SSH to Cloud VM¶
Before trying to access instances from the outside world, you need to make sure you have followed these steps:
You followed the instruction in Create a Key Pair to set up a public ssh key.
Your public ssh-key was selected (in the Access and Security tab) while launching the instance.
Assign a Floating IP to the instance in order to access it from outside world.
Make sure you have added rules in the Security Groups to allow ssh to the instance.
Make note of the floating IP you have associated to your instance.
In our example, the IP is
Default usernames for all the base images are:
all Ubuntu images: ubuntu
all CentOS images: centos
all RHEL images: cloud-user
Our example VM was launched with the RHEL7.1 base image, the user we need is ‘cloud-user’.
Open a Terminal window and type:
$ ssh firstname.lastname@example.org
Since you have never connected to this VM before, you will be asked if you are sure you want to connect. Type
Note that if you haven’t added your key to ssh-agent, you may need to specify the private key file, like this:
$ ssh -i ~/.ssh/cloud_key.pem email@example.com
If you have problems with the SSH step, this page lists solutions to some common problems: Troubleshooting SSH Login
Setting a password¶
When the VMs are launched, a strong, randomly-generated password is created for the default user, and then discarded.
Once you connect to your VM, you will want to set a password in case you ever need to log in via the console in the web dashboard.
For example, if your network connections aren’t working right.
Since you are not using it to log in over SSH or to sudo, it doesn’t really matter how hard it is to type, and we recommend using a randomly-generated password.
Create a random password like this:
[cloud-user@test-vm ~]$ cat /dev/urandom | base64 | dd count=14 bs=1 C8a6lipvDcLY6j14+0 records in 14+0 records out 14 bytes transferred in 0.030097 secs (465 bytes/sec)
The ‘count’ parameter controls the number of characters.
Set the password for cloud-user using the command
sudo passwd cloud-user. Store the password in a secure place.
Don’t send it over email, post it on your wall on a sticky note, etc.
Adding other people’s SSH keys to the instance¶
You were able to log into using your own SSH key.
Right now Openstack only permits one key to be added at launch, so you need to add your teammates keys manually.
Get your teammates’ public keys. If they used ssh-keygen to create their key, this will be in a file called <key_name>.pub on their machine.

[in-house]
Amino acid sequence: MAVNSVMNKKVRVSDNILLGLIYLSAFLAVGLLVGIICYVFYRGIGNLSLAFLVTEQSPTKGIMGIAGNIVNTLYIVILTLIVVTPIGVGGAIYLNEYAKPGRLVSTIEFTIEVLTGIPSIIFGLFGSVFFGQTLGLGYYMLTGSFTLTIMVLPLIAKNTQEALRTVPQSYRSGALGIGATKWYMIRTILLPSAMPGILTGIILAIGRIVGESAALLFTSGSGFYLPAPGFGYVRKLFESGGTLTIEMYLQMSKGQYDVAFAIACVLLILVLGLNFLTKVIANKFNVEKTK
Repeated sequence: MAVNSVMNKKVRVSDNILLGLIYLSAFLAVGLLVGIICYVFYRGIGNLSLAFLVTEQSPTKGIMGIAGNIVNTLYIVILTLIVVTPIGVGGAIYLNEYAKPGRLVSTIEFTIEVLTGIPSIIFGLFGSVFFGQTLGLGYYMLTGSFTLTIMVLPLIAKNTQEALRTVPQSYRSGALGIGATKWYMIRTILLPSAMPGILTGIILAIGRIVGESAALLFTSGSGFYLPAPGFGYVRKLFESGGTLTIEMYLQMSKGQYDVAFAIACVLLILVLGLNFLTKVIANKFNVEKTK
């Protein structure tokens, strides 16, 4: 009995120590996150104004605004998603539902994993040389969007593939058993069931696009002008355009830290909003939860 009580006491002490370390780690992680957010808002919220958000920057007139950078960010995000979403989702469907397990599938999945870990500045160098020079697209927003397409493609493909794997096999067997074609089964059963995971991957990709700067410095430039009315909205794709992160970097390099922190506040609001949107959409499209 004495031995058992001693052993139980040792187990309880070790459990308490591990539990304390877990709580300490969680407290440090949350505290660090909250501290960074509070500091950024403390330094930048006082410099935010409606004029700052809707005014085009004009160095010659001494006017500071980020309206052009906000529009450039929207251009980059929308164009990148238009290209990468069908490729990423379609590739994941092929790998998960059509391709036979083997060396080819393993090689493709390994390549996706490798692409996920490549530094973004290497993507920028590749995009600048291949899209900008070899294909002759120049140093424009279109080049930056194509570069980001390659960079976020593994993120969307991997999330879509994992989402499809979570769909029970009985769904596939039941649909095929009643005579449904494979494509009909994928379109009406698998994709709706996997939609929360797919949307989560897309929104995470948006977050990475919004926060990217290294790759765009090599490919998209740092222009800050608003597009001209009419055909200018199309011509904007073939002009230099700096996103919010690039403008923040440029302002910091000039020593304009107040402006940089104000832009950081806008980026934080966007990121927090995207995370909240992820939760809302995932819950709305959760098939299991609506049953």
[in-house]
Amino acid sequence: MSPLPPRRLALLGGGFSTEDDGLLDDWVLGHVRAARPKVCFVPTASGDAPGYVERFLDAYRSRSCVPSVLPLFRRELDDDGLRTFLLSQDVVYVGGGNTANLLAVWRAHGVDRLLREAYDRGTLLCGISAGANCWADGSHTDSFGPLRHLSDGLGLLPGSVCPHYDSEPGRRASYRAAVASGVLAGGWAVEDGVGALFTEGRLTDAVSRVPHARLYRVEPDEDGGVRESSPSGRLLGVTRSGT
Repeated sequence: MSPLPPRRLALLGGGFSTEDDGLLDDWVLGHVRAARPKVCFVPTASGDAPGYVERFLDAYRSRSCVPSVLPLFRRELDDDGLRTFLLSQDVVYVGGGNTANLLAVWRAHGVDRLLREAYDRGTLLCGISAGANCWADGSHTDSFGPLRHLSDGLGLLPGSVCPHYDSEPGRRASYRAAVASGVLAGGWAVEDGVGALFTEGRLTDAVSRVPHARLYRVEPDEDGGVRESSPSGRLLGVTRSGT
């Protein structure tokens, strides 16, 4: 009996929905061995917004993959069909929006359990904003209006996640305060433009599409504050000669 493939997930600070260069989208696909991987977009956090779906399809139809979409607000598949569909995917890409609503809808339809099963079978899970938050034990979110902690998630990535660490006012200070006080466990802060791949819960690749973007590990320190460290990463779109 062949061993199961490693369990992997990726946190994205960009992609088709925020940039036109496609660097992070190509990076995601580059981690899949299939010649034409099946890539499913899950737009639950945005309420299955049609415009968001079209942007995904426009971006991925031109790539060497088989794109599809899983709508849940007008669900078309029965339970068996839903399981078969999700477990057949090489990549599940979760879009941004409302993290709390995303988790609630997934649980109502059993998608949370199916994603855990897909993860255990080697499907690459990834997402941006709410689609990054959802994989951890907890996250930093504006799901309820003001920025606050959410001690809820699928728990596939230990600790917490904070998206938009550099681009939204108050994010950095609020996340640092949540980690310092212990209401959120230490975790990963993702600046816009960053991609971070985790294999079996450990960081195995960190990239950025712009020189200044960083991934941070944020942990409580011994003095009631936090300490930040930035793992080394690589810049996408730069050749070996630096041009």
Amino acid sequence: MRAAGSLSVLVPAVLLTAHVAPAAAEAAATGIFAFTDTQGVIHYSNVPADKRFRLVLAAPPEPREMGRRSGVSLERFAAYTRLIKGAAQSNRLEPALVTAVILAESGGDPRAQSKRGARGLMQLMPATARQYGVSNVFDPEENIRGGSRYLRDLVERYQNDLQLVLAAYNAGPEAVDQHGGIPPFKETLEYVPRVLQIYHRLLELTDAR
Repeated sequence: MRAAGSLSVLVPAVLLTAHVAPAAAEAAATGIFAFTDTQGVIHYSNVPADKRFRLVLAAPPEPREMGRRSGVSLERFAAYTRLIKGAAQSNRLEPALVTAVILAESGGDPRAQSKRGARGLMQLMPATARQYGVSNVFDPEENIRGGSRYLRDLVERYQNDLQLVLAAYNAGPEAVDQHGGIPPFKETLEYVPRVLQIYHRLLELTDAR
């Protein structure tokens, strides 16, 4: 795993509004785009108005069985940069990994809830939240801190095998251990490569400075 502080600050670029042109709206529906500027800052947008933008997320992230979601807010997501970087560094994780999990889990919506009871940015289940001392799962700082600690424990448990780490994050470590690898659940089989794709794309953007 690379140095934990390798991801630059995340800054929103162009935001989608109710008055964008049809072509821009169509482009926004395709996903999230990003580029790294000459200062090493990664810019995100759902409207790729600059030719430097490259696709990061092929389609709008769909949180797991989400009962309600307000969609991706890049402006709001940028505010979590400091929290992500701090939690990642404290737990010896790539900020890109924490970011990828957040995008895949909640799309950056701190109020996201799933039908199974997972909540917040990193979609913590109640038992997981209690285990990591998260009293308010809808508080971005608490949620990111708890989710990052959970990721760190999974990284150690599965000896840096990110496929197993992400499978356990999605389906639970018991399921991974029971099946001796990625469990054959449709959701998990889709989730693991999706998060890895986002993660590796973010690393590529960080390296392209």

If they created a key via the dashboard, or imported the key created with ssh-keygen, their public key is viewable from the Key Pairs tab.
Click on the key pair name. The public key starts with ‘ssh-rsa’ and looks something like this:
ssh-rsa AAAAB3NzaC1yc2EAAAADAQABAAABAQDL6O5qNZHfgFwf4vnnib2XBub7ZU6khy6z6JQl3XRJg6I6gZ+Ss6tNjz0Xgax5My0bizORcka/TJ33S36XZfzUKGsZqyEl/ax1Xnl3MfE/rgq415wKljg4+QvDznF0OFqXjDIgL938N8G4mq/cKKtRSMdksAvNsAreO0W7GZi24G1giap4yuG4XghAXcYxDnOSzpyP2HgqgjsPdQue919IYvgH8shr+sPa48uC5sGU5PkTb0Pk/ef1Y5pLBQZYchyMakQvxjj7hHZaT/Lw0wIvGpPQay84plkjR2IDNb51tiEy5x163YDtrrP7RM2LJwXm+1vI8MzYmFRrXiqUyznd test_user@demo
Create a file called something like ‘teammates.pub’ and paste in your team’s public keys, one per line.
Hang onto this file to save yourself from having to do all the copy/pasting every time you launch a new vm.
Copy the file to the vm:
[you@your-laptop ~]$ scp teammates.pub firstname.lastname@example.org:~
If the copy works, you will see the output:
testfile.txt 100% 0 0.0KB/s 00:00
Append the file’s contents to authorized_keys:
[cloud-user@test-vm ~]# cat testfile >> ~/.ssh/authorized_keys
Now your teammates should also be able to log in.
Make sure to use
>> instead of
> to avoid overwriting your own key.
Adding users to the instance¶
You may decide that each teammate should have their own user on the VM instead of everyone logging in to the default user.
Once you log into the vm, you can create another user like this.
Note that the ‘sudo_group’ is different for different OS - in CentOS and Red Hat, the group is called ‘wheel’, while in Ubuntu, the group is called ‘sudo’.
$ sudo su # useradd -m <username> # passwd <username> # usermod -aG <sudo_group> <username> <-- skip this step for users who should not have root access # su username $ cd ~ $ mkdir .ssh $ chmod 700 .ssh $ cd .ssh $ vi authorized_keys <------- paste the public key for that user here $ chmod 600 authorized_keys